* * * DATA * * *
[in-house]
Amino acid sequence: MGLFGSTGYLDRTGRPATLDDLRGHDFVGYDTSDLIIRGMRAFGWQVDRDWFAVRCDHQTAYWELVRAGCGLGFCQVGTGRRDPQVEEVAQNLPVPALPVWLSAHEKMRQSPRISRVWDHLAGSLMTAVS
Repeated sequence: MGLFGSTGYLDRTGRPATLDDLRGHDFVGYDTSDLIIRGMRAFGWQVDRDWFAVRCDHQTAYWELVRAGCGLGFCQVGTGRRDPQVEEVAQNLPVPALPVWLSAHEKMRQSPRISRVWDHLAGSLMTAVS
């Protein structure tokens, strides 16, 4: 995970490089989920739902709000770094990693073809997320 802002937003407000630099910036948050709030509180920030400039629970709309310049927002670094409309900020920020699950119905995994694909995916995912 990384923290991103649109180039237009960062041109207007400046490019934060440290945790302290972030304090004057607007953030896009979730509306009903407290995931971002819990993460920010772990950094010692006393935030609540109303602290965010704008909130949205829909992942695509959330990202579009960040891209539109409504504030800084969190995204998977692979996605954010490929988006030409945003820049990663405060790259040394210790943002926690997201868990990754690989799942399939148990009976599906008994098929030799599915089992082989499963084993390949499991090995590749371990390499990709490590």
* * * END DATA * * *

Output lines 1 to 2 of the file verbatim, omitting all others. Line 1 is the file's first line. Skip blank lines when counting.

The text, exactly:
[in-house]
Amino acid sequence: MGLFGSTGYLDRTGRPATLDDLRGHDFVGYDTSDLIIRGMRAFGWQVDRDWFAVRCDHQTAYWELVRAGCGLGFCQVGTGRRDPQVEEVAQNLPVPALPVWLSAHEKMRQSPRISRVWDHLAGSLMTAVS